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Summary: Discusses the statement "I’m a sinner saved by grace."

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Satan’s Great Lie #7:

Sinner Saved By Grace

In the Baptist and other denominations, I have seen Christians stand up before the congregation and say, “I am a sinner saved by grace.” Is this true? Are we really “sinners saved by grace”?

How is this statement a lie of Satan if it is true? After all, we are saved and there are times when we do sin. It’s important that you understand the meaning and the “spirit” behind the statement.

Contrary to popular belief, I don’t believe this statement is as innocent as it seems. It can show a mindset that is contrary to what God is doing in all of our lives. If you ever use this statement, you should say, “I WAS a sinner who is NOW saved by grace.” By scriptural definition, it is impossible to be a sinner and saved at the same time. This does not mean that I do not occasionally sin. It means I am not a servant to sin. This is a dangerous statement. Why? When I make this profession, especially after I have sinned, I’m saying “I really can’t help myself – I’m just a sinner.” In other words, I’m not accountable for my actions because I can’t help it! The fact that I am saved removes me from the “sinner” category. I will walk you through several scriptures that, hopefully, will show you that we were sinners who are now saved by grace.

Definitions: “Sinner”

Hebrew: A criminal, one accounted as guilty.

Greek: Offend; miss the mark so as not to share in the Prize.

These are the only two definitions for the word “sinner” in the Hebrew and Greek. If we were “still” sinners, we would be counted as guilty of missing the mark and not sharing in the prize. The fact that we believe and confess that we are saved and will have a crown in glory goes against the very definition of what a sinner is. Either we are sinners who are not saved at all, or we were sinners (who gave up a life of sin) and came under grace through Christ Jesus and are saved. We can’t have it both ways.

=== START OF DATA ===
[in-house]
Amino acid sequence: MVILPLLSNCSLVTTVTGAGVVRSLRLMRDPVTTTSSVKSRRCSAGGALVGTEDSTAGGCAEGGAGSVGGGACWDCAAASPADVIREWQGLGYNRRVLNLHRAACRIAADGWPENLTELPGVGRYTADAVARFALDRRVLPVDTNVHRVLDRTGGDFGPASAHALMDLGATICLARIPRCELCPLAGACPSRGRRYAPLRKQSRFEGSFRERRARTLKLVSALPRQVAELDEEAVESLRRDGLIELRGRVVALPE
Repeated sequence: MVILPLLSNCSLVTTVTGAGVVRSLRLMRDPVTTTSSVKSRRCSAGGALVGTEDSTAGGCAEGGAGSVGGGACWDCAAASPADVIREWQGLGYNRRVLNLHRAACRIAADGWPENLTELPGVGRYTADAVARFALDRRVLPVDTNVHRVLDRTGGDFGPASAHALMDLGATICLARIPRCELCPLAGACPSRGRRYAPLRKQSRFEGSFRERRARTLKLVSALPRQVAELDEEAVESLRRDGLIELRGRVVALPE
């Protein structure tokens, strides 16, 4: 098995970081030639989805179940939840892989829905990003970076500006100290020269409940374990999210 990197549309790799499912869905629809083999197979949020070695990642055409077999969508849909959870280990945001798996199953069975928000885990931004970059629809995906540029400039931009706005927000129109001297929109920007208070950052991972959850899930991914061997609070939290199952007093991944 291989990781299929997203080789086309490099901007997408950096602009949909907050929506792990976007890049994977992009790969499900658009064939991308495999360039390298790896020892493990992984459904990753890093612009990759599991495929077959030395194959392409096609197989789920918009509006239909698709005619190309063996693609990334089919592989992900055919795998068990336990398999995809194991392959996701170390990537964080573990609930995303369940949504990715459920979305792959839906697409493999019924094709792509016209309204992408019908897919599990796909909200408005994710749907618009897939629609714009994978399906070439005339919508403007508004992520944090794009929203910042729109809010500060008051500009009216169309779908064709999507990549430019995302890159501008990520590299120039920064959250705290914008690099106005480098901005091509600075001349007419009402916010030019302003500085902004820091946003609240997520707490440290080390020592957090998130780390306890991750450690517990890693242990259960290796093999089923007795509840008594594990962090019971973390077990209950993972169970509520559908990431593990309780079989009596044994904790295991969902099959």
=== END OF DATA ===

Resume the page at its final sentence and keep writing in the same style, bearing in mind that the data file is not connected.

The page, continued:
Romans 6:14-18: “For sin shall not be master over you, for you are not under the law, but under grace. What then? Shall we sin because we are not under the law but under grace? May it never be! Do you not know that when you present yourselves to someone as slaves for obedience, you are slaves of the one whom you obey, either of sin resulting in death, or of obedience resulting in righteousness? But thanks be to God that though you were slaves of sin, you became obedient from the heart to that form of teaching to which you were committed, and having been freed from sin, you became slaves of righteousness.”

The definition of a slave is “a human being who is owned as property by another; a person having no freedom or personal rights.” Each of us is a slave. We are slaves who serve sin or we are slaves who serve righteousness. There is no grey area – you are either one or the other.

A slave has no rights; he or she must do just as they are commanded to do. Now when there were slaves in America (and other parts of the world), the slave master (both white and black – blacks owned slaves too) would name their slaves. The slave would carry that name often after they were freed. For African American, our names were handed down to us and could probably be traced to a slave master.


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